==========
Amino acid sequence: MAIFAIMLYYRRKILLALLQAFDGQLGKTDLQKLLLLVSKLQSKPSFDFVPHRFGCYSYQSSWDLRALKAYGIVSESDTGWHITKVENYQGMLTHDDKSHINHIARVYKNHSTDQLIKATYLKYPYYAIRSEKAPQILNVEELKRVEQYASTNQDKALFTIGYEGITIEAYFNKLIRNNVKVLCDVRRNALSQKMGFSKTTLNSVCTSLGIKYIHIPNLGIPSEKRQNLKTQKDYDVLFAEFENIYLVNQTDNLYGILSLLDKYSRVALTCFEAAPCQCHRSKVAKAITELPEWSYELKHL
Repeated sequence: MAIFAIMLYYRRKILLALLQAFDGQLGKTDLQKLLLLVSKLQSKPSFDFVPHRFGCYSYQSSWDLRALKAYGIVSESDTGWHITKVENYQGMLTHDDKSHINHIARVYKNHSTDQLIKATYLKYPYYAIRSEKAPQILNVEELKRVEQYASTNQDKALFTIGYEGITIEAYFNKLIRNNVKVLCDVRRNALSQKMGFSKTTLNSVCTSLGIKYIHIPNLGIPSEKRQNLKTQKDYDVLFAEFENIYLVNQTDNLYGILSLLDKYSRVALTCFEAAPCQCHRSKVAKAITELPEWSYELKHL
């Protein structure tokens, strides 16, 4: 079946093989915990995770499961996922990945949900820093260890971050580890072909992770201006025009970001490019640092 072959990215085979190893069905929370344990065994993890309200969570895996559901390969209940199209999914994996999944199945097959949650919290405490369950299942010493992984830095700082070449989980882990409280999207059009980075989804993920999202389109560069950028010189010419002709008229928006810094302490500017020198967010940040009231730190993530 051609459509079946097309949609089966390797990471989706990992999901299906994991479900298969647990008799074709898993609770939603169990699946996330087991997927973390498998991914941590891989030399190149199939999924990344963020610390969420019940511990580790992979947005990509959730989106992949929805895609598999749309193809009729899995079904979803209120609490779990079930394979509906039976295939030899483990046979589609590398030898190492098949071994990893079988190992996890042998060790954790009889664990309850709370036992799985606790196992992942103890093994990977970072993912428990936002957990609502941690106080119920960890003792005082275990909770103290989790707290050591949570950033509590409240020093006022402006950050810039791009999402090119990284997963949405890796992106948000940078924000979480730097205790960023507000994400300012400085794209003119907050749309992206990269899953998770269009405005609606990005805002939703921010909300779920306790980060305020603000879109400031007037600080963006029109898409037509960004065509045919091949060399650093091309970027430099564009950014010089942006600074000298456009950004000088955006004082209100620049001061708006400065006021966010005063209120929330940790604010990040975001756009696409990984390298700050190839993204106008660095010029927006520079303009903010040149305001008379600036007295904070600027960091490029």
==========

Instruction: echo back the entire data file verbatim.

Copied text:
Amino acid sequence: MAIFAIMLYYRRKILLALLQAFDGQLGKTDLQKLLLLVSKLQSKPSFDFVPHRFGCYSYQSSWDLRALKAYGIVSESDTGWHITKVENYQGMLTHDDKSHINHIARVYKNHSTDQLIKATYLKYPYYAIRSEKAPQILNVEELKRVEQYASTNQDKALFTIGYEGITIEAYFNKLIRNNVKVLCDVRRNALSQKMGFSKTTLNSVCTSLGIKYIHIPNLGIPSEKRQNLKTQKDYDVLFAEFENIYLVNQTDNLYGILSLLDKYSRVALTCFEAAPCQCHRSKVAKAITELPEWSYELKHL
Repeated sequence: MAIFAIMLYYRRKILLALLQAFDGQLGKTDLQKLLLLVSKLQSKPSFDFVPHRFGCYSYQSSWDLRALKAYGIVSESDTGWHITKVENYQGMLTHDDKSHINHIARVYKNHSTDQLIKATYLKYPYYAIRSEKAPQILNVEELKRVEQYASTNQDKALFTIGYEGITIEAYFNKLIRNNVKVLCDVRRNALSQKMGFSKTTLNSVCTSLGIKYIHIPNLGIPSEKRQNLKTQKDYDVLFAEFENIYLVNQTDNLYGILSLLDKYSRVALTCFEAAPCQCHRSKVAKAITELPEWSYELKHL
């Protein structure tokens, strides 16, 4: 079946093989915990995770499961996922990945949900820093260890971050580890072909992770201006025009970001490019640092 072959990215085979190893069905929370344990065994993890309200969570895996559901390969209940199209999914994996999944199945097959949650919290405490369950299942010493992984830095700082070449989980882990409280999207059009980075989804993920999202389109560069950028010189010419002709008229928006810094302490500017020198967010940040009231730190993530 051609459509079946097309949609089966390797990471989706990992999901299906994991479900298969647990008799074709898993609770939603169990699946996330087991997927973390498998991914941590891989030399190149199939999924990344963020610390969420019940511990580790992979947005990509959730989106992949929805895609598999749309193809009729899995079904979803209120609490779990079930394979509906039976295939030899483990046979589609590398030898190492098949071994990893079988190992996890042998060790954790009889664990309850709370036992799985606790196992992942103890093994990977970072993912428990936002957990609502941690106080119920960890003792005082275990909770103290989790707290050591949570950033509590409240020093006022402006950050810039791009999402090119990284997963949405890796992106948000940078924000979480730097205790960023507000994400300012400085794209003119907050749309992206990269899953998770269009405005609606990005805002939703921010909300779920306790980060305020603000879109400031007037600080963006029109898409037509960004065509045919091949060399650093091309970027430099564009950014010089942006600074000298456009950004000088955006004082209100620049001061708006400065006021966010005063209120929330940790604010990040975001756009696409990984390298700050190839993204106008660095010029927006520079303009903010040149305001008379600036007295904070600027960091490029």